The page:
Joker’s Notorious Lowrider is a nicely designed set. It looks good as a display piece, but also has many great play features. I was impressed by the design for the suspension on the car, which actually allows the car the bounce up and down. I have not seen that previously on a LEGO® model. It employs a Technic-style, hinged system of beams and pins coupled with elastic bands to achieve the springing action.


Overall, the Lowrider is well detailed. The trunk can be opened, and there is a missile launching system built in to attack chasing super heroes. The missiles are launched by a trigger set up to look like a sound system where the back seat of the car would normally be. I do wish a little more had been done to make the speaker system more realistic, but that is a minor complaint. Another little issue I have is that the dashboard has no gauges. Stickers were given for the licence plates, it wouldn’t have been a stretch to give one or two more for the dash. A printed speedometer would have been even better. It’s an easy fix though, if you have the parts.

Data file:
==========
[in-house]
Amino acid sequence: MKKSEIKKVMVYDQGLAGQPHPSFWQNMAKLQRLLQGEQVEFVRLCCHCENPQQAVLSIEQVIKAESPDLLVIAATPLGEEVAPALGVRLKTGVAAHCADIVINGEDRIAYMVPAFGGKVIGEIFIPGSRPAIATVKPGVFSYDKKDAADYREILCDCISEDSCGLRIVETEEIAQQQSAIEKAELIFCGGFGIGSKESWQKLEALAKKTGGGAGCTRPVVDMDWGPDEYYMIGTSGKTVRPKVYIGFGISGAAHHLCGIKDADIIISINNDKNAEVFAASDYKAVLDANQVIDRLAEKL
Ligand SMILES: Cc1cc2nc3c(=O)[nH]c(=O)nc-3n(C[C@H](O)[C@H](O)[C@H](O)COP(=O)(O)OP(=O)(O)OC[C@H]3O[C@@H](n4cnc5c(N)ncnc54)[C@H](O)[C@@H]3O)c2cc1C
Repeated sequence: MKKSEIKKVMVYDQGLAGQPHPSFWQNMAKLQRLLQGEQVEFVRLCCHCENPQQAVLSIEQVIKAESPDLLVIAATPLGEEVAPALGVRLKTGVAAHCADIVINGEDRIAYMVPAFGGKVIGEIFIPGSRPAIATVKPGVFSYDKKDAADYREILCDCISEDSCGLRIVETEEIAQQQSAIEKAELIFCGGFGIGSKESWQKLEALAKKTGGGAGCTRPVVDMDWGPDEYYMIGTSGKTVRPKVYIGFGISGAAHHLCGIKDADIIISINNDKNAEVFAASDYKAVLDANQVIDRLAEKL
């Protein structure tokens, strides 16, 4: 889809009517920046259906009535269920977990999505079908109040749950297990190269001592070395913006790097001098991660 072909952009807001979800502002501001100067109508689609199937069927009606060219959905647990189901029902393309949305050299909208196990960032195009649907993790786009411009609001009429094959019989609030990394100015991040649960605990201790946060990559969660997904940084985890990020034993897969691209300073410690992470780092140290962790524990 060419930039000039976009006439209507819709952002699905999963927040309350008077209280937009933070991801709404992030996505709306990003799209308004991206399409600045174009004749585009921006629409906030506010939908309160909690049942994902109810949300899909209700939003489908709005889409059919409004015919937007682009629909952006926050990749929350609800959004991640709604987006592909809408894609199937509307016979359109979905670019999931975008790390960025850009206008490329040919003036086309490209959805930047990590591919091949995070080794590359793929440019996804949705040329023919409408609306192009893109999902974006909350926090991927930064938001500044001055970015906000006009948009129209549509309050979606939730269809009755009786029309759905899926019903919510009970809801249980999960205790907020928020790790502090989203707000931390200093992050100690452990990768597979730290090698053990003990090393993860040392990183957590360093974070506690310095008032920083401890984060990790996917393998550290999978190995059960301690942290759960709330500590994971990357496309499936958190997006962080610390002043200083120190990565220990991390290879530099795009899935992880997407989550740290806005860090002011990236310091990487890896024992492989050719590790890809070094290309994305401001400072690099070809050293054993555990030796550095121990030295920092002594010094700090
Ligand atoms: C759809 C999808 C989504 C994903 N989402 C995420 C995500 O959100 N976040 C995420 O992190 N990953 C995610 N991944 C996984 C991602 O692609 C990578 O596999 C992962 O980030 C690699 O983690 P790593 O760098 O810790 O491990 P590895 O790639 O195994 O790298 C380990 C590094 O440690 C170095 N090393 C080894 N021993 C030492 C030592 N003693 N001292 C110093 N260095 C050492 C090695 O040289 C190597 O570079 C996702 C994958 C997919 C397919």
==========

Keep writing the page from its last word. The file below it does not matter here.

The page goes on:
Trunk missiles in Joker’s Notorious Lowrider.

Overall, the build is fun both in terms of design and play. My complaints with it are few, and pretty minor. So, I give Joker’s Notorious Lowrider 9/10 (90%) in this category.


Cruisin’ in Joker’s Notorious Lowrider.

As with many super heroes/Batman movie sets, the Minifigures are one of the major draws when it comes to Joker’s Notorious Lowrider. You get Batgirl, Joker, and Harley Quinn with this set. Batgirl is nothing new. She looks like the other two Batgirls that I have gotten in this theme. In fact, she is identical to the Batgirl that came in Catwoman Cycle Chase (click here to read more about that set). Only her facial expressions differ from the “exclusive” Batgirl that I got with my purchase of the LEGO® Batman Movie (click here to read more on that). All the same, it is a nicely designed Minifigure that comes with the standard utility belt and batarangs. If this was the first time I had seen this Minifigure, she would earn 15/15.


Front view of Minifigures included with Joker’s Notorious Lowrider.

In terms of the titular character, this variant of Joker is really nice. While his facial expressions and leg printing are identical to the Joker that came in The Joker Balloon Escape (click here for that review), he has unique torso printing that, as far as I know, only comes with this set. I really like the vest and t-shirt look that show Joker’s tattooed arms. As with The Joker Balloon Escape, this Joker’s accessory is also a trick gun with a “bang” flag. This Minifig also earns 15/15 in terms of detail.


Rear view of Minifigures included with Joker’s Notorious Lowrider.